In the liner notes to his Greatest Hits album, Bruce Springsteen (Great American Things, April 22, 2009) wrote this about “Born to Run”: “My shot at the title. A 24 yr. old kid aimin’ at ‘The greatest rock ‘n roll record ever.'” If he didn’t succeed, he came amazingly close.
This song, and the album of the same name, were evidence of Springsteen’s perfectionism at work. He recorded it over a period of months in 1974, experimented with several different arrangements, and laid down eleven guitar tracks. It’s indisputably a BIG song – loud, layered, important, and epic.
And it came at the right time for Springsteen’s career. His first two albums (Greetings from Asbury Park, NJ and The Wild, The Innocent, and the E Street Shuffle) were well received, but not commercially successful. He knew that the next album had to make an impact, and this anthem delivered in a big way.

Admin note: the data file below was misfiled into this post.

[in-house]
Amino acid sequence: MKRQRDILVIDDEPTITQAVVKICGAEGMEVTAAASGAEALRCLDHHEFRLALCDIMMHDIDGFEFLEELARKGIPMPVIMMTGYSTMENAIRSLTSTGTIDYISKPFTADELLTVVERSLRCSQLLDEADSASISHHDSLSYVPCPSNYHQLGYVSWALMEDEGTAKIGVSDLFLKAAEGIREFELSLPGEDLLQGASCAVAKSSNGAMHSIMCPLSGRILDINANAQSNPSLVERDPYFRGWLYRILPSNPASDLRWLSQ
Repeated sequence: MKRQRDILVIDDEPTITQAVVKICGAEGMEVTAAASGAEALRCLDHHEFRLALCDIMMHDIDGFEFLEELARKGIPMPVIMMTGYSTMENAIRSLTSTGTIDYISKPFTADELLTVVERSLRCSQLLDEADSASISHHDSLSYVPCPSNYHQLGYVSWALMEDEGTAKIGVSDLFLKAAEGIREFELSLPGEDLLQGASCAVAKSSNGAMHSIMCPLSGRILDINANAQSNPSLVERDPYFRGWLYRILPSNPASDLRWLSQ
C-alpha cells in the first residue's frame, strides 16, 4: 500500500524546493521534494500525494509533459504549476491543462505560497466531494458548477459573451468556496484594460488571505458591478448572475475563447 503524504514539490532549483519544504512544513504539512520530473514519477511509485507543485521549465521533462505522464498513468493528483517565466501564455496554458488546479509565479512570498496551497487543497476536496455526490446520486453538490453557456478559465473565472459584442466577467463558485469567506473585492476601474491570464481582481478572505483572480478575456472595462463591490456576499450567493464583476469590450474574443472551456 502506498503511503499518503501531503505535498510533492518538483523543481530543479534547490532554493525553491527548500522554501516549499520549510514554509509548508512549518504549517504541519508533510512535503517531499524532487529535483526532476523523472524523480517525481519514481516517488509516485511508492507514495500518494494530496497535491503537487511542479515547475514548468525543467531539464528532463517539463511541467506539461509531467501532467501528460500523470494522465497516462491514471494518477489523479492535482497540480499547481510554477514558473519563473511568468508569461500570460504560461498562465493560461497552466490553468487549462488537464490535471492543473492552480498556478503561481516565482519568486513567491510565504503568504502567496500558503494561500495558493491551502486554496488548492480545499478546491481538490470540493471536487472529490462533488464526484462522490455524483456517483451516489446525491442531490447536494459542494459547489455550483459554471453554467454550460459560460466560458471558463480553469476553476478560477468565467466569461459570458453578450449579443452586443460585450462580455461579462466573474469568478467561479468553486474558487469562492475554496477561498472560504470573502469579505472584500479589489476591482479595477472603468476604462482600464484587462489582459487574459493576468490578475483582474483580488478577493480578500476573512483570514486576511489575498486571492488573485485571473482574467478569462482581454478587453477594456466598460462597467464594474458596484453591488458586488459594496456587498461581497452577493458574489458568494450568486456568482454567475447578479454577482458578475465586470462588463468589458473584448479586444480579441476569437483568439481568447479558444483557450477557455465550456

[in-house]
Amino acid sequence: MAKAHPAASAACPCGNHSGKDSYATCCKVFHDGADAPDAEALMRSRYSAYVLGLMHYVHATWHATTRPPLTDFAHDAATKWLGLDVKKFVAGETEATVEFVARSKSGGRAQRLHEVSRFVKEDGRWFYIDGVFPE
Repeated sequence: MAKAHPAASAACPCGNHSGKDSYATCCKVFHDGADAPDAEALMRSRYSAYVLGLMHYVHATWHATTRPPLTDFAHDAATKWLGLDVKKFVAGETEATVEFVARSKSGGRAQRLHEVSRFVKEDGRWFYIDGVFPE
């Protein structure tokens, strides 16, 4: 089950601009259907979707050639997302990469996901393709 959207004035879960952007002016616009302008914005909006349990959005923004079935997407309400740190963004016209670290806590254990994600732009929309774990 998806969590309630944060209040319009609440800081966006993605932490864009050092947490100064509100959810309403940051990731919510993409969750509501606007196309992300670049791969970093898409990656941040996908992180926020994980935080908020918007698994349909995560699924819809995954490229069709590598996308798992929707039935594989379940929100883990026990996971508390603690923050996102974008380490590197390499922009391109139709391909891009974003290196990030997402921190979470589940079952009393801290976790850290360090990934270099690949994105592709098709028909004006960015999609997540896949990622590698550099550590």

Rolling Stone named it the number 21 song on its list of the 500 Greatest Songs of All Time. And the Recording Industry Association of America placed “Born to Run” as number 135 in its Songs of the Century. Ironically, the New Jersey legislature chose it as New Jersey’s “Unofficial Youth Anthem” – which tickled Springsteen because he said, “It’s about leaving New Jersey.”